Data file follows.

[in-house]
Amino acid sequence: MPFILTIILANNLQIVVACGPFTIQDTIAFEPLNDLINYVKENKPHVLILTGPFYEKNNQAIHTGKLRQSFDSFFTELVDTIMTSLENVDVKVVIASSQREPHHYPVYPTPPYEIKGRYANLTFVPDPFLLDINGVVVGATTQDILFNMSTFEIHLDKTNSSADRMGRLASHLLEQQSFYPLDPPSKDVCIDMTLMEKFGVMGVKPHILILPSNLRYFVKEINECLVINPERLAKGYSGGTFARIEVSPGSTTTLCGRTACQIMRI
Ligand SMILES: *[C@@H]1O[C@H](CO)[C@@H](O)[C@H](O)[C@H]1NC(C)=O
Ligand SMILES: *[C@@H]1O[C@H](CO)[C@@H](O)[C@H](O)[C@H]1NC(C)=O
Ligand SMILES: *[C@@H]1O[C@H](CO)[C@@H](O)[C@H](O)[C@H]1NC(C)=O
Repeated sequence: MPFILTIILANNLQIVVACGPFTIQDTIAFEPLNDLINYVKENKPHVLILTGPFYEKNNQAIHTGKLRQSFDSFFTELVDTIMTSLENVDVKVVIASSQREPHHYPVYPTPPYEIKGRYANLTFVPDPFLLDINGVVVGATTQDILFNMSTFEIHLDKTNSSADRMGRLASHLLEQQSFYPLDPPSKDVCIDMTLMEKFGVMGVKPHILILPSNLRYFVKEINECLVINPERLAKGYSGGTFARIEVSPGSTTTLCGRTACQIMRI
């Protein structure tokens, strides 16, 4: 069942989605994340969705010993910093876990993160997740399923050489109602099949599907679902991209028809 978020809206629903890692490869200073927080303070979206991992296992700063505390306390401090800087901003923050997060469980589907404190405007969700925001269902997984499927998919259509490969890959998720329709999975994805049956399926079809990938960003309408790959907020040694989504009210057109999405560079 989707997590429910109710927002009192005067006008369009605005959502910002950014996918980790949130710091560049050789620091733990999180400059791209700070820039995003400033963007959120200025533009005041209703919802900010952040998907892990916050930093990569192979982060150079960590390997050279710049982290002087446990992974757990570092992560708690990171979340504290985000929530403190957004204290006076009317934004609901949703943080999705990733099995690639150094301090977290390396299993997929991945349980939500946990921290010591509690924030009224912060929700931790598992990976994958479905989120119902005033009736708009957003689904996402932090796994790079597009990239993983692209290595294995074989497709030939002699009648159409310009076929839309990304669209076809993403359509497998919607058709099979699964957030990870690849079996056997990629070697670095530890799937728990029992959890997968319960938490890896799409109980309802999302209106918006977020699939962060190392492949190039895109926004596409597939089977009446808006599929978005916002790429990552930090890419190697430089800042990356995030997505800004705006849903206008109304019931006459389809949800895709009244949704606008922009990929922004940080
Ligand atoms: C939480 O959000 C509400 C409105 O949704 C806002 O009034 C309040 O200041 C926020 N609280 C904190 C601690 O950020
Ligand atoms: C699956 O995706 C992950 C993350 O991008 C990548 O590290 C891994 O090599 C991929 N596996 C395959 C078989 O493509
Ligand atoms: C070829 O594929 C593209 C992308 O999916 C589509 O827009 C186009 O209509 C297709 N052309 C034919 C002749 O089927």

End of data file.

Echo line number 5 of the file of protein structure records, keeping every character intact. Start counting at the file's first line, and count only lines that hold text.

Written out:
Ligand SMILES: *[C@@H]1O[C@H](CO)[C@@H](O)[C@H](O)[C@H]1NC(C)=O